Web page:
Thursday, November 29, 2001
C.A. Clarifies Right to Fire Worker Over Coercion in Labor Dispute
By a MetNews Staff Writer
An employee who applies coercive tactics against fellow workers during a labor dispute can be fired even if there is no actual violence, the Sixth District Court of Appeal has ruled.
The court Tuesday directed the Agricultural Labor Relations Board to reconsider its order requiring Coastal Berry Company to reinstate, with backpay, seven employees who were fired for their actions in connection with a 1998 labor protest.
The seven are allied with the Coastal Berry of California Farm Workers Committee, a group opposed to the United Farm Workers. The committee won certification last year as the representative of Coastal Berry’s 800 strawberry pickers in Monterey and Santa Cruz counties, where the 1998 incidents occurred.
At the same time, the UFW was certified to represent 700 Coastal Berry workers in Ventura County, gaining its first major toehold in the strawberry fields of California. The split certification was agreed to in order to settle UFW challenges to a statewide vote of Coastal Berry pickers in which the committee claimed victory.
Coastal Berry, the largest employer of strawberry pickers in the country, was once owned by the Monsanto conglomerate. But Monsanto, under pressure from the UFW and its political allies, sold the company to local owners in 1997 with a proviso that they would not interfere in unionization efforts.
In June and July 1998, supporters of the committee led two demonstrations in Watsonville and one at a ranch near the Santa Cruz-Monterey County line, protesting what they claimed was company pressure on workers to support the UFW.
The ranch demonstration was broken up by law enforcement officers from both counties after committee supporters turned into what a sheriff’s deputy later described as a “lynch mob” and began attacking UFW supporters. According to testimony later given to an administrative law judge, officers were pelted with rocks as they led a leader of the demonstration, Jose Guadelupe Fernandez, from the scene in a patrol car.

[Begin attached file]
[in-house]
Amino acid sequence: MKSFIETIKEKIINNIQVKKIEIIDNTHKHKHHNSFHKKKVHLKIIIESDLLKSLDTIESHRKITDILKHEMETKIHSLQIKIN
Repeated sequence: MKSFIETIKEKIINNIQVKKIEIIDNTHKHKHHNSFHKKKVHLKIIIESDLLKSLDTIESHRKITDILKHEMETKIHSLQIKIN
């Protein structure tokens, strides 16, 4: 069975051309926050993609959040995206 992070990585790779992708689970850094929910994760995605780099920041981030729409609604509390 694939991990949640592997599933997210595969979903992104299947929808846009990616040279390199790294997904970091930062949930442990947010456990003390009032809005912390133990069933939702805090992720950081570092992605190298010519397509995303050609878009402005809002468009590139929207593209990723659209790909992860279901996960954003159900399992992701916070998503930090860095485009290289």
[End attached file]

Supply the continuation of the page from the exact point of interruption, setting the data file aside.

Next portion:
At a meeting the next day, company president David Smith agreed not to discipline the workers involved in the events at the ranch if they went back to work. The company, however, subsequently fired 12 of the protesters, 11 of whom—including Fernandez—filed unfair labor practice charges with the ALRB.
The company defended itself before the ALRB, accusing the fired employees of destroying packed strawberries during the protest and assaulting fellow workers. It also accused two of the protesters with blocking access to company property during one of the Watsonville demonstrations and another of throwing stacks of cartons.
The ALJ, after hearing testimony from several witnesses and viewing a videotape of part of the protest at the ranch, concluded that the company was bound by its agreement not to fire the protesters. The ALJ concluded that even if the agreement wasn’t binding, all but one of the workers—a man who had assaulted three UFW supporters—were protected by Labor Code Sec. 1152, which allows farm workers to engage in “concerted activity for mutual aid and protection.”
The ALRB found that the agreement not to fire anyone was contrary to public policy. But it also concluded that eight of the workers had engaged in protected activity and could not be fired.
Coastal Berry challenged the ruling as to seven of the workers by petitioning the Court of Appeal for review, and Justice Franklin Elia Tuesday generally sided with the company.
Once the board held that the company wasn’t bound by an agreement not to fire anyone, the justice said, it “should have returned to its previous conclusion, that the conduct at the ranch was unprotected activity.”
The board, he explained, had erred in relying on now-discredited authority that verbal abuse and threats in the course of labor activity, unaccompanied by actual violence or menacing gestures, is insufficient for termination.
The present-day rule, Elia explained, is that a striker may be fired for “any expression of hostility that may tend to coerce or intimidate nonstriking employees.”
The justice acknowledged that some of the employees are still likely to prevail under that standard. But if workers threw packed crates or objects at others during the course of the protest, that would be enough to support the company’s actions, he said.
The burden of proof, the justice added, is on the workers to show that their actions were protected, not on the ALRB general counsel to show that they weren’t.
Elia went on to conclude that the ALRB was in error in ruling that even if a worker engaged in unprotected conduct by throwing berry crates, he could not be fired because other protestors also threw crates but weren’t fired. Claims of disparate treatment are “irrelevant to this case,” the jurist said.
The case is Coastal Berry Company v. Agricultural Labor Relations Board, 01 S.O.S. 5660.
Copyright 2001, Metropolitan News Company